Last week’s cover story, “The Big Bang,” by Daniel Walters, hit that familiar tone we often feel in Spokane — hopeful over the many good things happening, but never feeling like we’re quite “there” yet. There is exciting innovation breaking out, but why is it such a struggle? If you care about local economic development, it’s a must-read. (Check it out at Inlander.com.)
Daniel struck the right balance between the people who say not-so-delicate things about Spokane — “the poster child of unmet expectations, unrealized potential and unrelenting mediocrity,” as one report flamingly put it — and the people bursting with optimism that’s charming, but not always moored to reality. Around here, if you’re too much a Debbie Downer, you’re a naysayer. But it’s also true that if you ignore reality, you’re just a clueless Pollyanna.
And to the greater world — the other cities, states and nations we compete with — Spokane has to make a case, with Pollyanna’s confidence, that the Inland Northwest is perfectly poised for success. We have a great quality of life, located near the Pacific Rim, with an expanding range of higher ed options, robust health care and the kind of cultural amenities you don’t often find in cities this size.
But to ourselves — among family — we’ve got to be real. We can’t believe our own PR too much. Yes, we have a University District. It should be the most important thing since Expo. But what kinds of degree programs will it feature, and will WSU work with us? Pharmacy coming from Pullman was great; Interdisciplinary Design moving back to Pullman, not so much.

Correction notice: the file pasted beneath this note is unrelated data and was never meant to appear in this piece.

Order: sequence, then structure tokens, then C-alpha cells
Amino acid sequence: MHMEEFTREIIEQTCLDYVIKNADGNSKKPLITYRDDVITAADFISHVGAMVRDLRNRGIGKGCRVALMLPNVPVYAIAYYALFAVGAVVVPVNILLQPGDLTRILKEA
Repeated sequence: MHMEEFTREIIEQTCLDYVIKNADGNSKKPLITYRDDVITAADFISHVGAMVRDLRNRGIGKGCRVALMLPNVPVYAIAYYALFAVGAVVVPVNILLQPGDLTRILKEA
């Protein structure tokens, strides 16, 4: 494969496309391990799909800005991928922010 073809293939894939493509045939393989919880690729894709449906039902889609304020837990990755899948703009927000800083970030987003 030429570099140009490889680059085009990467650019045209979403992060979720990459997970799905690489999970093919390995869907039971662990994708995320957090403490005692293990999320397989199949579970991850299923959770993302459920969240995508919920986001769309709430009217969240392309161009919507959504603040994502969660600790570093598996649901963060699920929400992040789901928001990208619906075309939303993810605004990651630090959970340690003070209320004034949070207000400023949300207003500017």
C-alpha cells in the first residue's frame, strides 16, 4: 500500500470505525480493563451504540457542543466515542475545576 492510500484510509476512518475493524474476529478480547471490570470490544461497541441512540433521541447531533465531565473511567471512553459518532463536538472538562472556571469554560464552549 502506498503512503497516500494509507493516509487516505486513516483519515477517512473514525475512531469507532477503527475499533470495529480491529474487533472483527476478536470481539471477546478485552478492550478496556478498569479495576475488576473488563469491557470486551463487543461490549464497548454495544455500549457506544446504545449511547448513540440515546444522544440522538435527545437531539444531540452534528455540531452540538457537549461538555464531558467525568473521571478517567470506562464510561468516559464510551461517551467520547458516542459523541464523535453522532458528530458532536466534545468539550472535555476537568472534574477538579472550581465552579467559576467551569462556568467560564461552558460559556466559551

The U-District’s buildings are cool, but it’s what goes on inside them that will make all the difference.
Business incubation is another important but little-understood facet detailed in “The Big Bang.” Now we have the Innovation Center instead of SIRTI. Is it better? Did we lose something in the translation? What’s the best way to cultivate new ideas so they can become viable local businesses?
We also have to deal with the city’s most basic elements with eyes wide open. Our roads are embarrassing, the entrances to our city, shocking. (Have you seen the weed garden at Division and Third?) Our arts institutions, law enforcement and public schools are all facing very stiff challenges, too.
“Unrelenting mediocrity” is way off base, but it should grab your attention. I see surprising bursts of excellence all over this community, but they’re too often just that — bursts. If we could coordinate and funnel all that economic vitality toward common progress, Spokane could, as local entrepreneur Chris Kelly told us, start “spiraling upwards.”